But both the expectations of the titanic and the happiness of the rich capitalist family came crashing down. As the inspector Goole enters the home he immediately created an impression of being superior this instantly has an impact on the audience, giving them a taster of how confident he is.As he begins to inspect he brings attention to Mr Birling, the employer of Eva Smith. The inspector now takes the role of Mr Birling’s conscience “I think you know Eva smith don’t you Mr Birling”, Mr Birling then replies by saying, “Yes I do, she was one of my employees and then I discharged her”. Its here the guilt within him starts to reveal itself slightly.
As both him and the audience know this could be associated with her death, as it was her job, her only source of income allowing her survival to prolong. It’s when the inspectors asks Mr Birling why he discharged Eva.The guilt within him here reveals itself, as the answer was; she went on strike for a raise in her income. At this point he knows for sure the discharge was associated with the catastrophic death of Eva Smith.
Sporadically the inspector speaks harshly to the characters as he is determined to find out how Eva died. When speaking to the other characters especially the one he is talking to, he knows if he or she is partly responsible for Eva’s death. This giving an essence to the characters of how serious this is. The inspector is often harsh for example “yes but you cant it’s to late she’s dead”.At one point he says “If you’re easy with me I’m easy with you”. This meaning you can answer his questions easily and things will go fine, or if not there will be consequences.
This can be proven, as Sheila answered all her questions easily and everything went fine for her. The inspector’s tone towards the family shows that he’s good at what he does and his final results show that he gets the job done. The next victim for the inspector is Sheila, Mr Birling’s daughter. Her entrance to the scene immediately grabs the inspector’s attention.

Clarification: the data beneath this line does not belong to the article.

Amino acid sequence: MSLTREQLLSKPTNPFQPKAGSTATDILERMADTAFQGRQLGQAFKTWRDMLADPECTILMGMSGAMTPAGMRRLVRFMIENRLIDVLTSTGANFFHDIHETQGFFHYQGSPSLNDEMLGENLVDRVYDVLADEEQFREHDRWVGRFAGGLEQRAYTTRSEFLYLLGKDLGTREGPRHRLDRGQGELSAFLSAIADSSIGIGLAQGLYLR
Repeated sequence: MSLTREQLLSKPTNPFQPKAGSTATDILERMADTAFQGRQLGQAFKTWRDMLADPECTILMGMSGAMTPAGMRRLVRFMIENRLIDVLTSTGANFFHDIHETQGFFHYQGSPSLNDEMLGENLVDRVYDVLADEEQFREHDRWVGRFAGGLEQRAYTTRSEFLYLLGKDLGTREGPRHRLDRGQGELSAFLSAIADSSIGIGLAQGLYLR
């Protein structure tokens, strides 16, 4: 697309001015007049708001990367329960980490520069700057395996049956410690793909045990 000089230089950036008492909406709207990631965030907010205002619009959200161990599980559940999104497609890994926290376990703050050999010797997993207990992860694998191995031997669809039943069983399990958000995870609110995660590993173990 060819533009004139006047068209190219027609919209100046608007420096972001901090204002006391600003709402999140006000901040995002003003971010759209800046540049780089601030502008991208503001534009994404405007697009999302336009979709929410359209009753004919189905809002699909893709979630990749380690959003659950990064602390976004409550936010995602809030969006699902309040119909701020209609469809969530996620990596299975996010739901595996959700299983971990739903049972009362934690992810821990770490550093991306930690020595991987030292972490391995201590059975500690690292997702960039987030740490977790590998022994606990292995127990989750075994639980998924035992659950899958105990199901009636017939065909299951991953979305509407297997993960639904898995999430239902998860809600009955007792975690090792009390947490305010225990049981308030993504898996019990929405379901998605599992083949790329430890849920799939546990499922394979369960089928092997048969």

His vague knowledge of knowing she’s involved inspires him to know precisely what happened.Its here the inspector symbolizes her conscience; Sheila unlike her father was willing to answer the questions and tell the truth. When the inspector begins to mention milwards, a place Sheila travels too often she starts think what milwards has got to do with this. The inspector then gives Sheila clues to how she was connected to death of Eva. Sheila than realises and admits to her tragic outrageous actions “I went to the manager at milwards and I told him that if they didn’t get rid of that girl, I’d never go near that place again and ill ask mother to close there account with them”, the girl being Eva Smith.
This gives the audience an essence of what Sheila can really be like, how jealous and antagonistic she can be. The inspectors knowledge is
- An Inspector Calls
- Romeo And Juliet
- The Importance of Being Earnest
- Black Lives Matter
- Charismatic Authority
- Cuban Missile Crisis
- Cultural revolution
- Cycle Of Poverty
- Deng Xiaoping
- Developed Country
- Economic System
- Fidel Castro
- Foreign policy
- Frederick Douglass
- Free Speech
- Game Theory
- Hard times
- International Economics
- International Relations
- League Of Nations
- Left-Wing Politics
- Pablo Neruda
- Patrick Henry